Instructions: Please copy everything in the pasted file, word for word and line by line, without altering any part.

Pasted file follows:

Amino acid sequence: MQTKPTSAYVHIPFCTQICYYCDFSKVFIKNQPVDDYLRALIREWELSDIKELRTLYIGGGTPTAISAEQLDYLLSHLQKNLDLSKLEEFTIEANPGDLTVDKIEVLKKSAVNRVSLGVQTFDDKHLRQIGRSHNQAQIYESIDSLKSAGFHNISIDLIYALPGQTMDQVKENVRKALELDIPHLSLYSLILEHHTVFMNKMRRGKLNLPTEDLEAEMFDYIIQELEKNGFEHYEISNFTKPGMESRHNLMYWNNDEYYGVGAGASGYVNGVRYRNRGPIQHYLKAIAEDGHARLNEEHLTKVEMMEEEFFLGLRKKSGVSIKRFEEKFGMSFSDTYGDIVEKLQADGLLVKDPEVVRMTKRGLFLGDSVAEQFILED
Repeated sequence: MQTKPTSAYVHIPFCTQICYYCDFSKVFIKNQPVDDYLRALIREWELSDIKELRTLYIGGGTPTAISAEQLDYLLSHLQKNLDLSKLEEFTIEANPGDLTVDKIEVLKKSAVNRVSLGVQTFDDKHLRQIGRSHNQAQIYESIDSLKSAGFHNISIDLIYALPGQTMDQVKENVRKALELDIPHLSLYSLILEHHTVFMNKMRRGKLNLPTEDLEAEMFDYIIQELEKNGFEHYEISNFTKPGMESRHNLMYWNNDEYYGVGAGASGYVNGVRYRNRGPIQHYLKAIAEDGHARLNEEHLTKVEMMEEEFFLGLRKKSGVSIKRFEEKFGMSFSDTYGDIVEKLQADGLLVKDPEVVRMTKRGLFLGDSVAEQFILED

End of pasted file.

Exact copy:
Amino acid sequence: MQTKPTSAYVHIPFCTQICYYCDFSKVFIKNQPVDDYLRALIREWELSDIKELRTLYIGGGTPTAISAEQLDYLLSHLQKNLDLSKLEEFTIEANPGDLTVDKIEVLKKSAVNRVSLGVQTFDDKHLRQIGRSHNQAQIYESIDSLKSAGFHNISIDLIYALPGQTMDQVKENVRKALELDIPHLSLYSLILEHHTVFMNKMRRGKLNLPTEDLEAEMFDYIIQELEKNGFEHYEISNFTKPGMESRHNLMYWNNDEYYGVGAGASGYVNGVRYRNRGPIQHYLKAIAEDGHARLNEEHLTKVEMMEEEFFLGLRKKSGVSIKRFEEKFGMSFSDTYGDIVEKLQADGLLVKDPEVVRMTKRGLFLGDSVAEQFILED
Repeated sequence: MQTKPTSAYVHIPFCTQICYYCDFSKVFIKNQPVDDYLRALIREWELSDIKELRTLYIGGGTPTAISAEQLDYLLSHLQKNLDLSKLEEFTIEANPGDLTVDKIEVLKKSAVNRVSLGVQTFDDKHLRQIGRSHNQAQIYESIDSLKSAGFHNISIDLIYALPGQTMDQVKENVRKALELDIPHLSLYSLILEHHTVFMNKMRRGKLNLPTEDLEAEMFDYIIQELEKNGFEHYEISNFTKPGMESRHNLMYWNNDEYYGVGAGASGYVNGVRYRNRGPIQHYLKAIAEDGHARLNEEHLTKVEMMEEEFFLGLRKKSGVSIKRFEEKFGMSFSDTYGDIVEKLQADGLLVKDPEVVRMTKRGLFLGDSVAEQFILED